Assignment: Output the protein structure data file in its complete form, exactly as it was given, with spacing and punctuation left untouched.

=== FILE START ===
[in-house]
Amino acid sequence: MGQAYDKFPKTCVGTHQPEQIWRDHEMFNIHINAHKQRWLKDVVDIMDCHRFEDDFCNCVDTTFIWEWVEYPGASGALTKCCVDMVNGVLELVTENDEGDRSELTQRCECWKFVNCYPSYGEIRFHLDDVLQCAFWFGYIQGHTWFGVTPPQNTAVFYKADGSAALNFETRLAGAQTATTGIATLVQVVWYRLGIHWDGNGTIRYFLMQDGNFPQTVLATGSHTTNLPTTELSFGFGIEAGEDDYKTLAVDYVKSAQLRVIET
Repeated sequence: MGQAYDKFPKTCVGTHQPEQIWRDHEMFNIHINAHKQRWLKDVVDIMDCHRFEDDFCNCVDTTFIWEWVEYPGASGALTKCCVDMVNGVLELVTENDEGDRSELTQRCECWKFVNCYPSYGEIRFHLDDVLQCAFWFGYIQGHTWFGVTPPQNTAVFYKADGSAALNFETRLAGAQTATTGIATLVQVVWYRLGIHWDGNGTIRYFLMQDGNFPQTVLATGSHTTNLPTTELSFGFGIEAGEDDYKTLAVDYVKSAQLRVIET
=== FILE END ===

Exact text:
[in-house]
Amino acid sequence: MGQAYDKFPKTCVGTHQPEQIWRDHEMFNIHINAHKQRWLKDVVDIMDCHRFEDDFCNCVDTTFIWEWVEYPGASGALTKCCVDMVNGVLELVTENDEGDRSELTQRCECWKFVNCYPSYGEIRFHLDDVLQCAFWFGYIQGHTWFGVTPPQNTAVFYKADGSAALNFETRLAGAQTATTGIATLVQVVWYRLGIHWDGNGTIRYFLMQDGNFPQTVLATGSHTTNLPTTELSFGFGIEAGEDDYKTLAVDYVKSAQLRVIET
Repeated sequence: MGQAYDKFPKTCVGTHQPEQIWRDHEMFNIHINAHKQRWLKDVVDIMDCHRFEDDFCNCVDTTFIWEWVEYPGASGALTKCCVDMVNGVLELVTENDEGDRSELTQRCECWKFVNCYPSYGEIRFHLDDVLQCAFWFGYIQGHTWFGVTPPQNTAVFYKADGSAALNFETRLAGAQTATTGIATLVQVVWYRLGIHWDGNGTIRYFLMQDGNFPQTVLATGSHTTNLPTTELSFGFGIEAGEDDYKTLAVDYVKSAQLRVIET